Allison Parrish is a computer programmer, poet and game designer whose teaching and practice address the unusual phenomena that blossom when language and computers meet. She has recently given talks on computer-generated poetry at the Electronic Literature Organization conference, !!Con, Alt-AI, SXSW Interactive and Eyeo. From 2014 to 2016, Allison was the Digital Creative Writer-in-Residence at Fordham University, and has recently been a research resident at DBRS Innovation Labs, a Processing Foundation fellow, and a visiting artist at the Frank-Ratchye STUDIO for Creative Inquiry at CMU. Allison holds a master's degree from NYU's Interactive Telecommunications Program, where she is currently a member of the full-time faculty.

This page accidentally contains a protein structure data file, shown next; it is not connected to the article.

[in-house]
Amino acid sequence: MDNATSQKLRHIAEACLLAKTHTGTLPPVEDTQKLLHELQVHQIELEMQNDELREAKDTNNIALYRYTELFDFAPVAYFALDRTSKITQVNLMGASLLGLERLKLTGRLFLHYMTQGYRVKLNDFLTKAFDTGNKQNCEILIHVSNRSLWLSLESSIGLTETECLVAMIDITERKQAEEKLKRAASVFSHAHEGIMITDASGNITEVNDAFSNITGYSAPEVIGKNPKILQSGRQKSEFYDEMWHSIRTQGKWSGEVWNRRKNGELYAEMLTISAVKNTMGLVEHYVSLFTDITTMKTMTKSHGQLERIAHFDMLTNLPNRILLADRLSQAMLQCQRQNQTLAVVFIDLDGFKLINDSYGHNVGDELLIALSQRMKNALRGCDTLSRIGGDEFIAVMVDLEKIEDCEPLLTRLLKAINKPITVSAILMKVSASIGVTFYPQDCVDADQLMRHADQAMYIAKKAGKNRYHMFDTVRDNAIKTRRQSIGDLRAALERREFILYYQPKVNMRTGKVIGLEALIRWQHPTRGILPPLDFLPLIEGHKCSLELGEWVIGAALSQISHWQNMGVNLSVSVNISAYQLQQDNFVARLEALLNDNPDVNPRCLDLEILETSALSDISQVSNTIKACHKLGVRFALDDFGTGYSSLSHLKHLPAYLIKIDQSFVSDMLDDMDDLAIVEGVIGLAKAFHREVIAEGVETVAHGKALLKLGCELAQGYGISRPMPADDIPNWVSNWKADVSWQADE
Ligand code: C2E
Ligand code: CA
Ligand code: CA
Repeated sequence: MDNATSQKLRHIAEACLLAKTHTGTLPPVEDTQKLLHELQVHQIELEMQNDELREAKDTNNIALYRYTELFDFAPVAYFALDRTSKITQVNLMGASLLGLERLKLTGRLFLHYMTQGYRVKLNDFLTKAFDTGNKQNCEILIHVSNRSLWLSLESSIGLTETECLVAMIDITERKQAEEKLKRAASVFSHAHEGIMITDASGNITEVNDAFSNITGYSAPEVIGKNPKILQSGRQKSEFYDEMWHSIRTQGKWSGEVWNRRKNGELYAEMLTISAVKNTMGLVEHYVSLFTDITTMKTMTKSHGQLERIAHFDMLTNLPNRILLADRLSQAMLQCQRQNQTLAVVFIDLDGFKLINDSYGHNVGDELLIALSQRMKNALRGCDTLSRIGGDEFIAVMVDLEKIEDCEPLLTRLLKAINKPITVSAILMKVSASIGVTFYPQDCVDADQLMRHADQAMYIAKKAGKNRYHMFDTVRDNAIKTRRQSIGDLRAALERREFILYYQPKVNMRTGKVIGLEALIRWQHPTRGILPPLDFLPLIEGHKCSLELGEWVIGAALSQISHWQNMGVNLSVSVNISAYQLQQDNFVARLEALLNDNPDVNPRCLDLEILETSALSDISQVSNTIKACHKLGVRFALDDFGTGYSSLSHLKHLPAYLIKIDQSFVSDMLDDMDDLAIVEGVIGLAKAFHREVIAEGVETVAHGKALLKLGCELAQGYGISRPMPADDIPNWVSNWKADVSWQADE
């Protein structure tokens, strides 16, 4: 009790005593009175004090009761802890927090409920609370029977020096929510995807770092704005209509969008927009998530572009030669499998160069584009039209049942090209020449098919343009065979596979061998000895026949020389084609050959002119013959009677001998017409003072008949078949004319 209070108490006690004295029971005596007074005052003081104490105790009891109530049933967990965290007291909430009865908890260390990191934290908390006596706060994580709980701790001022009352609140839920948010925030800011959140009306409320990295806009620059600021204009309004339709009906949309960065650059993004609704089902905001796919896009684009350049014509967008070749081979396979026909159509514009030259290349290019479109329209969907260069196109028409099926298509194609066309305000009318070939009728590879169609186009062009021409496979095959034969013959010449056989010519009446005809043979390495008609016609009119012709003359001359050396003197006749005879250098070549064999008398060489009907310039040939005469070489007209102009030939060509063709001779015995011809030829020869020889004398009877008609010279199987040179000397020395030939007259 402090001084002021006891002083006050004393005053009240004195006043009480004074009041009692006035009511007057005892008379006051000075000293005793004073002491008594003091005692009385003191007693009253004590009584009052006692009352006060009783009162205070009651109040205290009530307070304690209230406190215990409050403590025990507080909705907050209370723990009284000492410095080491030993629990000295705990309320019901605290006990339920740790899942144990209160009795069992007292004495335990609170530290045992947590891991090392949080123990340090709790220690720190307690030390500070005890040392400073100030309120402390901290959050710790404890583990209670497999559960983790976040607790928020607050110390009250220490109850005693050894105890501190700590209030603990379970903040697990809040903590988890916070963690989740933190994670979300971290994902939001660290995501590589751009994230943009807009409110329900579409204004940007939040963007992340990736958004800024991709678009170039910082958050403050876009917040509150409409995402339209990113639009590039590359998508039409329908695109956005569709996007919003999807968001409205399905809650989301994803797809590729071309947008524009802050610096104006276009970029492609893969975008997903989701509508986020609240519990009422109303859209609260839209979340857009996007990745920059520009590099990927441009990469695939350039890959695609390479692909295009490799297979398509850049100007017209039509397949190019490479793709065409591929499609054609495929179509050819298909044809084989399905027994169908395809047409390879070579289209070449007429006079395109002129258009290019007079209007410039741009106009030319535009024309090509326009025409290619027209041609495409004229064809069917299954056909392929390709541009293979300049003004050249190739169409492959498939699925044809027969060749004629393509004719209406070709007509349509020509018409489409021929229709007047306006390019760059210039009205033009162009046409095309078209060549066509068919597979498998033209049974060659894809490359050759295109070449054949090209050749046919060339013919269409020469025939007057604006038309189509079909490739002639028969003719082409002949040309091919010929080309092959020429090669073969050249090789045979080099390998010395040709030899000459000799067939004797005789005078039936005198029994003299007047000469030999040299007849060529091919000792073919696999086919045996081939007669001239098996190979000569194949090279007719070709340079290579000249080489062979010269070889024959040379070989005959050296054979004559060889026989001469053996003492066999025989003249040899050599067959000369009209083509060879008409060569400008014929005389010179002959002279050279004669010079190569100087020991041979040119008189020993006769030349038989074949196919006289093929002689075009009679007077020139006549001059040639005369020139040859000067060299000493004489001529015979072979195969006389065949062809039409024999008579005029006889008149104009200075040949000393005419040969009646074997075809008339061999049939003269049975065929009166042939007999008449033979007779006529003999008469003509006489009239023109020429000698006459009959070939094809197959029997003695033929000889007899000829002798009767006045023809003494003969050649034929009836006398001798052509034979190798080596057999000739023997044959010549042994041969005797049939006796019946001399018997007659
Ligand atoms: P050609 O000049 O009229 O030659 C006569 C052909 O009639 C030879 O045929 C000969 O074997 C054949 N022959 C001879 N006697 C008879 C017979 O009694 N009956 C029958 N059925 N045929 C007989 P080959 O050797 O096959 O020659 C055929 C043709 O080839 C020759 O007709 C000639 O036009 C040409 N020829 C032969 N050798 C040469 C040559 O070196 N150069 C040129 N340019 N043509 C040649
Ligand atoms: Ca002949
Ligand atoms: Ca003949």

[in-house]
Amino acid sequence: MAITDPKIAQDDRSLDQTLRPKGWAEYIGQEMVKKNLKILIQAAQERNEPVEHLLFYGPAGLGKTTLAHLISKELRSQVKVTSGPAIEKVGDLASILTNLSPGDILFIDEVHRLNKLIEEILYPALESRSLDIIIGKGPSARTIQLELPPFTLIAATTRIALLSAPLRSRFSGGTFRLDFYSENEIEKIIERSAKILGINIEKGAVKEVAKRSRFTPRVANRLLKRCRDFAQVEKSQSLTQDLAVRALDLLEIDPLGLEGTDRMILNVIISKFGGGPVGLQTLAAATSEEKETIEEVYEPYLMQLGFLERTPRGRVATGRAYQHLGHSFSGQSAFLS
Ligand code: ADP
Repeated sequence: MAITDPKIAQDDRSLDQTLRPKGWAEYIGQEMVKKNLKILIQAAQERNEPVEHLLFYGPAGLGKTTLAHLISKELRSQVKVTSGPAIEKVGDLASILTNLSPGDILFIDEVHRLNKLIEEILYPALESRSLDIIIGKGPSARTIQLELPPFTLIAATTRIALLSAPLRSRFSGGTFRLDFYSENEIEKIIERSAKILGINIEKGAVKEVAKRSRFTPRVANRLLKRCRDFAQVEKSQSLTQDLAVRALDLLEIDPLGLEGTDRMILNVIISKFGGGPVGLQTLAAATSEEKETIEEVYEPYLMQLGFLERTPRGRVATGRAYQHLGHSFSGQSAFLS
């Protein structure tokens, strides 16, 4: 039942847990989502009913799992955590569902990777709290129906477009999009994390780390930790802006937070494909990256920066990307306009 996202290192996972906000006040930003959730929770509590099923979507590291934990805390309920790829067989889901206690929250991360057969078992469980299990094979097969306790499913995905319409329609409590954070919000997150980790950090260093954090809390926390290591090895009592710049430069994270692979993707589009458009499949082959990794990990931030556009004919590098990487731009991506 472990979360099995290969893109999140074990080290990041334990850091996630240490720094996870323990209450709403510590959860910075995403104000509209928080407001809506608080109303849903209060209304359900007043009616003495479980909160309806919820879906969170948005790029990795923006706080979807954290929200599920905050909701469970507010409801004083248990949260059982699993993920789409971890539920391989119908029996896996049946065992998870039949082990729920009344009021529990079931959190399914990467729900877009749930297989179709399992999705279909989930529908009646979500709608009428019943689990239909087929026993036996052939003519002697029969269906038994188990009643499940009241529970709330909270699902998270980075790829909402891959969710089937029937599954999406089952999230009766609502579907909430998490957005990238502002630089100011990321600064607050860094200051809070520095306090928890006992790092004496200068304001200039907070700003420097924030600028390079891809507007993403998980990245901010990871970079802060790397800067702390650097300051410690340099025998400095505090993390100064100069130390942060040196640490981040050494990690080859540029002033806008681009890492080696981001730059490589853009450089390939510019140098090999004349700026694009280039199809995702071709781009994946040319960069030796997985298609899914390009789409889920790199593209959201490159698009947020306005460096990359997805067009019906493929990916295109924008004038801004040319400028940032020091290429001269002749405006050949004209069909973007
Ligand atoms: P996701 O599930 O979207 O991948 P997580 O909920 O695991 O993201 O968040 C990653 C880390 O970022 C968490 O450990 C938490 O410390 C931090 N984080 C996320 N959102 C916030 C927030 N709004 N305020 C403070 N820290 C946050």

When talking about networks, we almost exclusively talk about the interfaces we interact with, intangible but powerful forces like the cloud and algorithms, or the physical infrastructure of the network. But many intermediate layers exist in the network written as readable texts. These include HTTP headers, OUI registrants, and network SSIDs. They reveal human connections between us and our computers, the devices of others, programmers, and corporations. While hackers and other explorers of the network may see these texts, we usually register them only as information, not writing to be read or critiqued.